Self-published periodicals are about to get their time in the spotlight.
It’s been 10 years since the last local showcase of Southern California’s eclectic zine culture, but if the upcoming Los Angeles Zine Fest is a success, self-published periodicals are about to get their time in the spotlight. The event, which was a top 10 finisher in our very first grant competition on GOOD Maker, may even inspire a fresh crop of writers, artists, and cheerful dissidents to start their own local workshops.
A product of the punk and feminist subcultures of the 1980s, handmade zines have found a following beyond the underground, though many created today still voice ideas—whether through literature or illustration—unacknowledged by mass media. The explosion of Facebook and Twitter, combined with the resurgence of DIY culture, has made it even easier for zinesters to connect and share their work, nurturing creative pockets of community on and offline. Sites like We Make Zines have sprung up as a resource for people seeking potential collaborators, and many cities across the country have started their own zine fests.
The five women behind L.A. Zine Fest—Bianca Barragan, Eryca Sender, Simon Sotelo, Rhea Tepplim and Meredith Wallace—have taught a number of local zine workshops together over the past year, everywhere from the Craft and Folk Art Museum to Meltdown Comics in Hollywood. “Zine-making, collecting and reading was a bit of an isolated experience until we met each other and start offering free classes to the community,” Tepplim says. Barragan adds, “We discovered that L.A. really does have an active and vibrant group of people working in DIY publishing.” She advises aspiring zine-makers to reach out to fellow artists and engage their local zine community. “Make a little effort to know what people are up to and they'll reciprocate. Don't be afraid to share. Leave your house!”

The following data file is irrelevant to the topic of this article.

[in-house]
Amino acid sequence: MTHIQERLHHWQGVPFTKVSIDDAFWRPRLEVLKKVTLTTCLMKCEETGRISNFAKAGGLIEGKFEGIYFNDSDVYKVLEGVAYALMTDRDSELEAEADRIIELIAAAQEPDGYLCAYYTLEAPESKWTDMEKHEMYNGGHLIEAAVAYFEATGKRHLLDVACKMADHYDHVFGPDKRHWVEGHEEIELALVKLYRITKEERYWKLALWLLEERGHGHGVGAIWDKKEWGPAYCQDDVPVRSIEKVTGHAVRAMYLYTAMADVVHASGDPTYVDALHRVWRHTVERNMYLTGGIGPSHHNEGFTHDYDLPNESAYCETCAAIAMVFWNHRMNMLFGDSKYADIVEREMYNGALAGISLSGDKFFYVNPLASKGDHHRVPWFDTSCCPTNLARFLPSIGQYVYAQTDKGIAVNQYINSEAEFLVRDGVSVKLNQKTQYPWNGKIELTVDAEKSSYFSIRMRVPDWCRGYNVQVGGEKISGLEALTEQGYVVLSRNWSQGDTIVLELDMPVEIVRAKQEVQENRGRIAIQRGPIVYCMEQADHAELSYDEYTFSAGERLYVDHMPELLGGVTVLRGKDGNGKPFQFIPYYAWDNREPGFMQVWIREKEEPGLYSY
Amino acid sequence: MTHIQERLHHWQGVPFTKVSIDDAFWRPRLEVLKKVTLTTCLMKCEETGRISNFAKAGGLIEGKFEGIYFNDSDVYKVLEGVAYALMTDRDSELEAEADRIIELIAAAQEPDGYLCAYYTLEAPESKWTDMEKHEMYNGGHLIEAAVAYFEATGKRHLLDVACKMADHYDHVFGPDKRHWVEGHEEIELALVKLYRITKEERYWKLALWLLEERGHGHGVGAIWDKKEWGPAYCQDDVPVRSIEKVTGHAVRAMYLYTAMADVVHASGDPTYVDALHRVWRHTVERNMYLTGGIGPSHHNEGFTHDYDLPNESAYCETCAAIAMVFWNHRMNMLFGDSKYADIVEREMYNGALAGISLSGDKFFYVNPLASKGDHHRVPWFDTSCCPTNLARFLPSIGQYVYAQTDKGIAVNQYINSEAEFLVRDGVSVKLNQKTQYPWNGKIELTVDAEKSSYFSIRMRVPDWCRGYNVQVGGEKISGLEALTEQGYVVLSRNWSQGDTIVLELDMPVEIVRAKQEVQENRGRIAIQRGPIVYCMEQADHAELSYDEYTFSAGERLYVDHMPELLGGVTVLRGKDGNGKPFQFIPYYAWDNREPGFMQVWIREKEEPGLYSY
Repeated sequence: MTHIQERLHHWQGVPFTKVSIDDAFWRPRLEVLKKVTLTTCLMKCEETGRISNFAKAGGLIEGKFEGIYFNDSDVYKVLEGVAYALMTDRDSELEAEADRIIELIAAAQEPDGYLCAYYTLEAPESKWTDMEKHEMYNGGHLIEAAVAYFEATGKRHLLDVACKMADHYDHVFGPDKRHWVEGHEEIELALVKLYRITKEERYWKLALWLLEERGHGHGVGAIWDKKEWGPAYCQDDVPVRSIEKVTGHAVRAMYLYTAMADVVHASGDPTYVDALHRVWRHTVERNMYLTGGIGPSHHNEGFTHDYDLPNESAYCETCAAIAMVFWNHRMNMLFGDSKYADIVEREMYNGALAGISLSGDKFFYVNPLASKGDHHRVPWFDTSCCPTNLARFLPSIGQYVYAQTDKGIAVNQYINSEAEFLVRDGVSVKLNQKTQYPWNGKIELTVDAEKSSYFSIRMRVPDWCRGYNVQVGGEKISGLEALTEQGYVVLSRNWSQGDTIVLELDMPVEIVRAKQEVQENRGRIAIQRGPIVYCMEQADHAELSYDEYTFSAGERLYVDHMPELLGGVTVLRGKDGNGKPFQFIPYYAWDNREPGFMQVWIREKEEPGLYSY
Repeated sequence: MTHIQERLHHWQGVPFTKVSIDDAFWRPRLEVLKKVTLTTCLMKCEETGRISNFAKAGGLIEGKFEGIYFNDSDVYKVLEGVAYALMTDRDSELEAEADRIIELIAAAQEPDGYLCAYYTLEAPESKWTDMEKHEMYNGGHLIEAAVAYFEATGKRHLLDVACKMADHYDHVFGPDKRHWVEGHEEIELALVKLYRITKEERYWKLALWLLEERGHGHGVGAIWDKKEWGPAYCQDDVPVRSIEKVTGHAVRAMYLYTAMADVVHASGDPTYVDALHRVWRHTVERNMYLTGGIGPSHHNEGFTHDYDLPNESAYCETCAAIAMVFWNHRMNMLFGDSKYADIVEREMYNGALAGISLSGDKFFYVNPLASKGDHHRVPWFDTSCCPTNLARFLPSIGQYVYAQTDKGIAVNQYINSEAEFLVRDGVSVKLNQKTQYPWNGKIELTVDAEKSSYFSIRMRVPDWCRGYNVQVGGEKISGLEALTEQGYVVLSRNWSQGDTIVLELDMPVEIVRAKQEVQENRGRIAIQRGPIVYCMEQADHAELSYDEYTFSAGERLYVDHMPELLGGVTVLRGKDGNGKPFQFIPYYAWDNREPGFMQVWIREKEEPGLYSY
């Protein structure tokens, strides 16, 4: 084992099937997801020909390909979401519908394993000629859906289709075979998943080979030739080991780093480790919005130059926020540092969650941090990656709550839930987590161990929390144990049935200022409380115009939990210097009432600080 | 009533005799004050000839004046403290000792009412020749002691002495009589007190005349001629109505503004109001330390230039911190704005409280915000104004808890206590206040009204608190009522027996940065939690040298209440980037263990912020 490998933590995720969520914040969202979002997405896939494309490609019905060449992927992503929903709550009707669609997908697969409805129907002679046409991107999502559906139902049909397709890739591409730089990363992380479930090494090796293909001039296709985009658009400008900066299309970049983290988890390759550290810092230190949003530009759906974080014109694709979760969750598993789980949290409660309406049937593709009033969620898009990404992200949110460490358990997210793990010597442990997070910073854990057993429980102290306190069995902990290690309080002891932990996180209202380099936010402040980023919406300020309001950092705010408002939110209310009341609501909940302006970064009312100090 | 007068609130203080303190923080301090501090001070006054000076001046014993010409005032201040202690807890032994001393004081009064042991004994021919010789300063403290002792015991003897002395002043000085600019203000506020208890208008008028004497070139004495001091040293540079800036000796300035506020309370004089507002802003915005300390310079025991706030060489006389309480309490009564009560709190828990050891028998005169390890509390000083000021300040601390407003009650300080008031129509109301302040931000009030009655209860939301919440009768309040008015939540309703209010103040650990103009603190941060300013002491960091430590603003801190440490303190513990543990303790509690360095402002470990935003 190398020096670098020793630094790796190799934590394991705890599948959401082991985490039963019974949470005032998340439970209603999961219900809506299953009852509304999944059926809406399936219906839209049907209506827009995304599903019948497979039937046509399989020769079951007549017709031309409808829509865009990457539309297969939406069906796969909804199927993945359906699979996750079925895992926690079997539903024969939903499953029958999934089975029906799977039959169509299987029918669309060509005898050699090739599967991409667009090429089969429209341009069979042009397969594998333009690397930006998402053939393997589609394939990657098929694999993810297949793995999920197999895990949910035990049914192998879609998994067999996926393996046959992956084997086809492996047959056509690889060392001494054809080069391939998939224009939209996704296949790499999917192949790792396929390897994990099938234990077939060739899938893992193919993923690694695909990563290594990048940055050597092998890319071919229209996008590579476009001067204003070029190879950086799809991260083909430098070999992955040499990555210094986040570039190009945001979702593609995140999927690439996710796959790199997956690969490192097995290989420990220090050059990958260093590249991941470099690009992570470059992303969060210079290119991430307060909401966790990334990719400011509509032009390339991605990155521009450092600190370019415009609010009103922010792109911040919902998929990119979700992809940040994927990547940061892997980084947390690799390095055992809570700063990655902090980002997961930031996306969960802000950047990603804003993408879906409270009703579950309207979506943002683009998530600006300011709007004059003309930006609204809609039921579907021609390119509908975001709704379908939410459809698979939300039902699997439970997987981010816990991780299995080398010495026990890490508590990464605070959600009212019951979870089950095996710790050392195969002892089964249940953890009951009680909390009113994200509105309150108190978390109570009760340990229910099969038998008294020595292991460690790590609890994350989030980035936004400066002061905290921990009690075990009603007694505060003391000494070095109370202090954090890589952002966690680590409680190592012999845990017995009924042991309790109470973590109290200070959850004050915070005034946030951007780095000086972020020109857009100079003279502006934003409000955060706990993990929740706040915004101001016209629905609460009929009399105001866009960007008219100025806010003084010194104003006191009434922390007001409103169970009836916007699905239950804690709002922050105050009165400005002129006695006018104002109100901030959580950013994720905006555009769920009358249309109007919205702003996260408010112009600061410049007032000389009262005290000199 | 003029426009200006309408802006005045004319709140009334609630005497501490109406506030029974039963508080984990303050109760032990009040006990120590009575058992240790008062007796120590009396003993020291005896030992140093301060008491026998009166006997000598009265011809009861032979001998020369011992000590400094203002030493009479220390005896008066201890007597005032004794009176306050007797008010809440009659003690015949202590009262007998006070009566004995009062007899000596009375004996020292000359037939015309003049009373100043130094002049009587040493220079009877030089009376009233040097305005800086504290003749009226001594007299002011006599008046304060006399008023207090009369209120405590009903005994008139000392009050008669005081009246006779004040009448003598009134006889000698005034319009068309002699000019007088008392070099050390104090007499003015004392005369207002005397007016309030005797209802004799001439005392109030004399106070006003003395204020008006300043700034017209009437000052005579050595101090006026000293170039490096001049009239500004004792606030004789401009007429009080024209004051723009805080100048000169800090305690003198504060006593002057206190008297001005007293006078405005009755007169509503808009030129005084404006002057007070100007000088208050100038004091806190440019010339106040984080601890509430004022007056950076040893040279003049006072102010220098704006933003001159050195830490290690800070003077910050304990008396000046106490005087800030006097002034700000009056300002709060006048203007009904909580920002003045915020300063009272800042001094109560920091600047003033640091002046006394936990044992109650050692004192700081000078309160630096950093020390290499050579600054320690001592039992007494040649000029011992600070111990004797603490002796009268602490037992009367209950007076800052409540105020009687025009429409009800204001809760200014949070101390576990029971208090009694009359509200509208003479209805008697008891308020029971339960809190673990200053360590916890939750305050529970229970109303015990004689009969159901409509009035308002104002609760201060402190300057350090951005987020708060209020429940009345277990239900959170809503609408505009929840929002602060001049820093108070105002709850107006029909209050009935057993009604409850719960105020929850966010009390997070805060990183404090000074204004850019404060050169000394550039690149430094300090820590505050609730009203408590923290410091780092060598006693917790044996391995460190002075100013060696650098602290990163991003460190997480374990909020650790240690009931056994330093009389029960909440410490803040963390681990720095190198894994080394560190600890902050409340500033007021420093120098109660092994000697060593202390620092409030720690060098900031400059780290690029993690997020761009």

The Los Angeles Zine Fest is free and open to public on Sunday, February 19 from 11 a.m. to 5 p.m. on the second floor of The Last Bookstore (453 S. Spring Street). Expect to find 85-plus zine-makers selling and trading their wares, DJ sets by KXLU, and panel discussions featuring the likes of Henry Rollins, Mark Allen of Machine Project, and more. For more information, visit lazinefest.com.
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Photo courtesy of Meredith Wallace